With the coronavirus pandemic highlighting essential workers who would normally be glossed over on normal weeks, many in the music world also slip under the radar and don’t get their fair due. CA$HPASSION is a name people might not be familiar with outside of a select group of fans who decided to ink themselves with a Cactus Jack tattoo.
Hailing from Modesto, Calif., Jimmy Ca$h made the move to Los Angeles with the intention of learning the ropes as a freelance engineer at Hollywood’s Paramount Studios to support his rap dreams. A 2011 session then changed his life when he met a neophyte Travis Scott, who he remembers exuding that same chaotic energy that’s become a staple of La Flame’s raging artistry.
The duo immediately clicked, and Ca$h has been Scott’s engineer ever since, as the Houston native pretty much refuses to record with anyone else. Jimmy’s role as Cactus Jack’s secret weapon can’t be boxed into just engineering. Like a five-tool player on the baseball diamond, Ca$h is a chameleon in the studio who contributes to vocals, recording, engineering, producing, and writing with a hands-on approach.
Earlier in March, Jimmy co-produced a pair of records in “Company” and “Candy” alongside WondaGurl on Don Toliver’s anticipated Heaven or Hell debut album. Ca$h also recorded Toliver’s hazy vocals for the project and mixed the 12-track LP alongside music savant Mike Dean. “He’s got a crazy tone and he’s singing so prolifically,” Ca$h tells Billboard. “It reminds me of when I met Travis, actually.”
Hesitant to give away any secrets from the secretive Cactus Jack workshop, as fans patiently await La Flame’s ASTROWORLD follow-up, Ca$h divulges that Scott has been “full-fledged on the production” and wants to do “the majority of everything” when it comes to his next project, which he hints could arrive later in 2020. “We’re definitely working toward that — most definitely trying to make that happen,” he says of the possibility of Scott coming with his fourth album this year.
Check out our interview, where CA$HPASSION teases another JACKBOYS pack on the way, the release of his own project, recording Stevie Wonder in Hawaii, and more.
Billboard: What’s Travis up to right now? We saw him working at his studio crafting beats on his MPC during the quarantine.
CA$HPASSION: Yeah, exactly that. That post is what Travis and I are on. We’ve just been cooking and making beats. He’s been full-fledged on the production, he’s trying to do the majority of everything for his next project. I pulled up on him right before the quarantine. We’ve been cooking from our home studios and going back and forth over email files.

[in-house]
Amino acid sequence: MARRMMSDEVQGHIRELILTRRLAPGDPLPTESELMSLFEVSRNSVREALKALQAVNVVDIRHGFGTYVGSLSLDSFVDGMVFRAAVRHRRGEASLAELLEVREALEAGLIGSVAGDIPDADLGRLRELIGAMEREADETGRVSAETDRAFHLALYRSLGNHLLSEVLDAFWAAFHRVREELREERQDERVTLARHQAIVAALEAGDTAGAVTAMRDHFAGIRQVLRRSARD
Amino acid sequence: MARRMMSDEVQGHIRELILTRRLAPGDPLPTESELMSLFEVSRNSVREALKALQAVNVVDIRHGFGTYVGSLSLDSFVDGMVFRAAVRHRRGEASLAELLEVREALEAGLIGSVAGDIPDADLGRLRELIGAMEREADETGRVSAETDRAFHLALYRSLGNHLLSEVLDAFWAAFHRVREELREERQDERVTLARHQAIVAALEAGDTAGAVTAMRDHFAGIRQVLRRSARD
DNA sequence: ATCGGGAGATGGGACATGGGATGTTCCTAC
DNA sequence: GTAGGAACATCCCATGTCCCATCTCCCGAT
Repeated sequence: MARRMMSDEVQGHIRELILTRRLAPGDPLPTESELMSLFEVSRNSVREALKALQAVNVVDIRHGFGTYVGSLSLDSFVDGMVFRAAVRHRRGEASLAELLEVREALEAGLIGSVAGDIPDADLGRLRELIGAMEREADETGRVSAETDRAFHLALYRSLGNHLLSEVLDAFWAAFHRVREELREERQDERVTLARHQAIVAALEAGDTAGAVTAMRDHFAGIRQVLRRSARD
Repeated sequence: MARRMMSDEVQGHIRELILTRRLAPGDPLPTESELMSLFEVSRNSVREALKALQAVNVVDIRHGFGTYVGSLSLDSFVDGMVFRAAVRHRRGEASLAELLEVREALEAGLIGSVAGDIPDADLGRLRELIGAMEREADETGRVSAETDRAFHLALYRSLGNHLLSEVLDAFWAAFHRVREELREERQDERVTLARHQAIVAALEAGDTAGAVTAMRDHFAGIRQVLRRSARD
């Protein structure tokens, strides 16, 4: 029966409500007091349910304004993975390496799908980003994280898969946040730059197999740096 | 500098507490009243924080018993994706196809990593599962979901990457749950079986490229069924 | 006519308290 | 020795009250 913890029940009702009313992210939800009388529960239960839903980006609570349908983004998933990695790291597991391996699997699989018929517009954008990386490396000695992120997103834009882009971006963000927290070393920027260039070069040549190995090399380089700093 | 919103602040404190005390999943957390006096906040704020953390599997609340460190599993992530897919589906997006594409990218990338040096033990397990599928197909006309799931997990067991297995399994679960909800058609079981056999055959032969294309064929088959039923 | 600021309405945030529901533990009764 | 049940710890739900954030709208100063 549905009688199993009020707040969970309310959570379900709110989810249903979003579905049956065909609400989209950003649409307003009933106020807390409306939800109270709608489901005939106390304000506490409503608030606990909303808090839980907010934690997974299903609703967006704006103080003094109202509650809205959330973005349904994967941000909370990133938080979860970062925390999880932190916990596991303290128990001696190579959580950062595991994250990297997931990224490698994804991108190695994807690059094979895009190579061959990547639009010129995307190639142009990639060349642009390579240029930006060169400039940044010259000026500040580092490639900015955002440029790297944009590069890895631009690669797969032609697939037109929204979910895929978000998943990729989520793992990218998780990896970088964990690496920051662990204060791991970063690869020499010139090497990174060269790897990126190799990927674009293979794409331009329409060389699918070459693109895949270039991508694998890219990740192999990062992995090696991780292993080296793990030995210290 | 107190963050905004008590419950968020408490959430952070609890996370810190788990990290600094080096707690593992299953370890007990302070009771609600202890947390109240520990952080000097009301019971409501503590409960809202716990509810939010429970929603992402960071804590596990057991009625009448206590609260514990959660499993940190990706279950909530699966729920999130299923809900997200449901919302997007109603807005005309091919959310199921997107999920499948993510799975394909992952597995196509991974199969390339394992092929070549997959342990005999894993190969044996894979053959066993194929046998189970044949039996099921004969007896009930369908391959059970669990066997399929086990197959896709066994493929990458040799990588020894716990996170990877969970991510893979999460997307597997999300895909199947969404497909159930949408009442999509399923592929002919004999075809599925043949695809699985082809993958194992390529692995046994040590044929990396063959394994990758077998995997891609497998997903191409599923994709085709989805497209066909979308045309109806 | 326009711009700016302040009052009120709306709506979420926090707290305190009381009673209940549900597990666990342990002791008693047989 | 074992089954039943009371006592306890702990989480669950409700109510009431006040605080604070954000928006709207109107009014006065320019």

How did the idea for a JACKBOYS pack come about?
The JACKBOYS [project] came about pretty quick in comparison to Astro. That was like a last-minute compilation. Travis was just like, “Let’s put out a compilation for the gang so everyone has a song before they roll out.” Now we’re doing another JACKBOYS. Maybe there’s another pack [coming].
How did you end up meeting Trav back in 2011?
I was a freelance engineer and was working at Paramount Studios in Hollywood. Someone just asked me to do his session, and I didn’t know who he was. He was this crazy-a– dude jumping around, and we just clicked instantly. We were doing Owl Pharaoh.
What was it like recording Stevie Wonder’s vocals for “Stop Trying to Be God?”
That was something from the bucket list. He came in and I recorded him on a rare guitar. He just started jamming with Mike Dean, and Travis was hitting the MPC. We were going for a while and I was tripping out. I feel like Stevie can see. He’s looking over and telling me to turn it up. I’m like, “Wait?!” Then he pulled out a harmonica and went in the booth for “Stop Trying to Be God.” There’s some more Stevie stuff that we did that I haven’t heard since we did it. We did a bunch of s–t.
It’s my understanding that a lot of Don Toliver’s Heaven or Hell album was recorded in 2018.